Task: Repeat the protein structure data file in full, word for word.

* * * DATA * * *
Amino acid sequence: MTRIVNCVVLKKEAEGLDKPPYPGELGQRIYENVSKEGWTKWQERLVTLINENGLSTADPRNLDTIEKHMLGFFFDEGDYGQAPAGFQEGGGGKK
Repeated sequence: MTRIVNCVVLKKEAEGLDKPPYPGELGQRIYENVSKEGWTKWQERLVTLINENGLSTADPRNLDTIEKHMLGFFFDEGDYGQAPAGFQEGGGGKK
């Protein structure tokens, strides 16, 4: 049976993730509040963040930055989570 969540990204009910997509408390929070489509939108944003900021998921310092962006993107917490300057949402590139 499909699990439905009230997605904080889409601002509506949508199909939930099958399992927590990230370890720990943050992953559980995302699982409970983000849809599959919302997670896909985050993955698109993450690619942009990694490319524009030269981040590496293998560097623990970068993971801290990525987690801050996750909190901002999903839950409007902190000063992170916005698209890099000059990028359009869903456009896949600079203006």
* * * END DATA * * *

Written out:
Amino acid sequence: MTRIVNCVVLKKEAEGLDKPPYPGELGQRIYENVSKEGWTKWQERLVTLINENGLSTADPRNLDTIEKHMLGFFFDEGDYGQAPAGFQEGGGGKK
Repeated sequence: MTRIVNCVVLKKEAEGLDKPPYPGELGQRIYENVSKEGWTKWQERLVTLINENGLSTADPRNLDTIEKHMLGFFFDEGDYGQAPAGFQEGGGGKK
């Protein structure tokens, strides 16, 4: 049976993730509040963040930055989570 969540990204009910997509408390929070489509939108944003900021998921310092962006993107917490300057949402590139 499909699990439905009230997605904080889409601002509506949508199909939930099958399992927590990230370890720990943050992953559980995302699982409970983000849809599959919302997670896909985050993955698109993450690619942009990694490319524009030269981040590496293998560097623990970068993971801290990525987690801050996750909190901002999903839950409007902190000063992170916005698209890099000059990028359009869903456009896949600079203006």